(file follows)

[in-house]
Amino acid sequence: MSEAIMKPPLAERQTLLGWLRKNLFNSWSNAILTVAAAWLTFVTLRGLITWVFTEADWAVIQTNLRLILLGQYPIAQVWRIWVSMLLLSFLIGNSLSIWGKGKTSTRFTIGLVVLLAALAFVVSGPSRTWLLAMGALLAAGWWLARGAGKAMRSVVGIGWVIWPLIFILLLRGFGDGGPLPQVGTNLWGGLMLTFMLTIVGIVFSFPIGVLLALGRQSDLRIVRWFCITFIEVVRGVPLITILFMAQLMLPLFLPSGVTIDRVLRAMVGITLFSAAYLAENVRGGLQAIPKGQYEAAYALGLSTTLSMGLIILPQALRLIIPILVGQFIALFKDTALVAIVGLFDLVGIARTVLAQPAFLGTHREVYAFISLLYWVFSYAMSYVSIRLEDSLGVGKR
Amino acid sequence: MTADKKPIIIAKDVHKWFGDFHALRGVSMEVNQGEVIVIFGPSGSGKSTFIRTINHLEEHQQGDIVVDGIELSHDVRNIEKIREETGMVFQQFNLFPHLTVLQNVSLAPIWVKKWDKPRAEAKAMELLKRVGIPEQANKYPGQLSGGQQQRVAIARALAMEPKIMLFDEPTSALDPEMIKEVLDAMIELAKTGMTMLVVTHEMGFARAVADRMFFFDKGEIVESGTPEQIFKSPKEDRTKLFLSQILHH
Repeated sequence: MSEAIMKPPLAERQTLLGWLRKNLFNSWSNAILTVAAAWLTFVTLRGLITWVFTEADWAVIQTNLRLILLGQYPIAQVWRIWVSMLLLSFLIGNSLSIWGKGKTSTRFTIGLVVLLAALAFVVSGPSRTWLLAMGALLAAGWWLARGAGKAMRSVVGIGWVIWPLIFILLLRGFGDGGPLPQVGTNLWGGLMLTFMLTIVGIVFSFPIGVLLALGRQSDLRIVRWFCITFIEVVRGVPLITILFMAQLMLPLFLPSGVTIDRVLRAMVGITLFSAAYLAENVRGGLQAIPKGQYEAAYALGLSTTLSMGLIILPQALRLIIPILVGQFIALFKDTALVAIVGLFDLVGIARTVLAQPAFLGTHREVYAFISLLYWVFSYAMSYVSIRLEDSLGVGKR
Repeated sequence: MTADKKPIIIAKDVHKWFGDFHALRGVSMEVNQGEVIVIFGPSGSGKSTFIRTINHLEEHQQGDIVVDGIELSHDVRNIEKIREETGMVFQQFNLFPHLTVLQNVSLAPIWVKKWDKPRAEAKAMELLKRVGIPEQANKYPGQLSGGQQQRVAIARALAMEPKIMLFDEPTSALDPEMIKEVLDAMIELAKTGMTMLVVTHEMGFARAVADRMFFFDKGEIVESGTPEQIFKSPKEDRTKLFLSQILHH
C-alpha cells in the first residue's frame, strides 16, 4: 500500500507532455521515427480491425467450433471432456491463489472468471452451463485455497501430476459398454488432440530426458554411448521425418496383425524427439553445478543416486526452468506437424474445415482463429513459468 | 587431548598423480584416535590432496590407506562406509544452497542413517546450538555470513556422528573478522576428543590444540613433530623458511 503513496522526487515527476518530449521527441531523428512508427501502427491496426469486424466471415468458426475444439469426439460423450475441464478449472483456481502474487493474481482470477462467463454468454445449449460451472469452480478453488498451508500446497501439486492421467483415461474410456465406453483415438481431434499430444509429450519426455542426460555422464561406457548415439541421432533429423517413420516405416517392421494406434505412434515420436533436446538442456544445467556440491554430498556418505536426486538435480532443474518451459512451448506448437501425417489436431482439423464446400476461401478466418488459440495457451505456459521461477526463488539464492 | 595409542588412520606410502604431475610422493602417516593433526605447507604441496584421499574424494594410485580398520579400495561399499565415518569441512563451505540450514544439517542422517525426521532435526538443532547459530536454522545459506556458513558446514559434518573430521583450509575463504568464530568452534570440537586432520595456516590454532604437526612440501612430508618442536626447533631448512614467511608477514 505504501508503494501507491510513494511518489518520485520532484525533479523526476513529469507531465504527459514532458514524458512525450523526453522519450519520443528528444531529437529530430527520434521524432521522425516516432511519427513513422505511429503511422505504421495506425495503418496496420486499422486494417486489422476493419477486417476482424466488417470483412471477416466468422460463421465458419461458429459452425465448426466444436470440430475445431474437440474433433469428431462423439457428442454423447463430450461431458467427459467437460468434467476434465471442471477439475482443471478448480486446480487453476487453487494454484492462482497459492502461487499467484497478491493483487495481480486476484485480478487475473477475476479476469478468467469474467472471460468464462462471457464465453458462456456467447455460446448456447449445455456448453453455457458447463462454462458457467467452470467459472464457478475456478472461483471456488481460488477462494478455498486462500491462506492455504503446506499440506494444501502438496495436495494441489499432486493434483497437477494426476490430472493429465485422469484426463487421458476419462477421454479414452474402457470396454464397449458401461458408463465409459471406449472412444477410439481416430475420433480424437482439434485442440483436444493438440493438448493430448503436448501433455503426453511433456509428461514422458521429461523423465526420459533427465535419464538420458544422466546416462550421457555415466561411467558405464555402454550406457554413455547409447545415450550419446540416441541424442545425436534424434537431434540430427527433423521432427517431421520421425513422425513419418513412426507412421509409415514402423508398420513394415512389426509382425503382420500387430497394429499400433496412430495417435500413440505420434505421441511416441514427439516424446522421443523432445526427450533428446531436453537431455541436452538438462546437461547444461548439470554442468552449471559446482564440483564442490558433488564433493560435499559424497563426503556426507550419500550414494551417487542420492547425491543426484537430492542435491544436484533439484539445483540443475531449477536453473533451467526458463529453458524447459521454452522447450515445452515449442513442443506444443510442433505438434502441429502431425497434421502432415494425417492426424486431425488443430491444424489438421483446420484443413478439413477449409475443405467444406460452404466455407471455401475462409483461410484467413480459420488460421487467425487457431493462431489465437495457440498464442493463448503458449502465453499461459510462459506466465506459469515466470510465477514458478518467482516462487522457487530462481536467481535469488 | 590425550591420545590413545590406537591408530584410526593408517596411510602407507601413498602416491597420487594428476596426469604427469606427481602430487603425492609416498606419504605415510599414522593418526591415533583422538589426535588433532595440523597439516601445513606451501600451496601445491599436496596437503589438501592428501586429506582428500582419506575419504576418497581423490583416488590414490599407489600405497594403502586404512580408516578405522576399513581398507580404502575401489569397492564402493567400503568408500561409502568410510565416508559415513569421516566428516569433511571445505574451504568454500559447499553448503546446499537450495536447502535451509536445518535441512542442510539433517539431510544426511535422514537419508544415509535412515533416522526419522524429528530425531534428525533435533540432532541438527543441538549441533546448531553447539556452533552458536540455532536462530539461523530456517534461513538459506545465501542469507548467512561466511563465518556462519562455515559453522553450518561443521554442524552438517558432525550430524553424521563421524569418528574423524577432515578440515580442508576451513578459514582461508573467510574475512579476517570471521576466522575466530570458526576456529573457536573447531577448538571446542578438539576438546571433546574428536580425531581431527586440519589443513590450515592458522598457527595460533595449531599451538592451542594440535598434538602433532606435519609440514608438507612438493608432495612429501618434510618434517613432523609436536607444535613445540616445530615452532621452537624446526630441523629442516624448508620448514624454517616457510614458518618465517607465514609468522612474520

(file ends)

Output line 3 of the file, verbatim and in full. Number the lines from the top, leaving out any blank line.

Amino acid sequence: MTADKKPIIIAKDVHKWFGDFHALRGVSMEVNQGEVIVIFGPSGSGKSTFIRTINHLEEHQQGDIVVDGIELSHDVRNIEKIREETGMVFQQFNLFPHLTVLQNVSLAPIWVKKWDKPRAEAKAMELLKRVGIPEQANKYPGQLSGGQQQRVAIARALAMEPKIMLFDEPTSALDPEMIKEVLDAMIELAKTGMTMLVVTHEMGFARAVADRMFFFDKGEIVESGTPEQIFKSPKEDRTKLFLSQILHH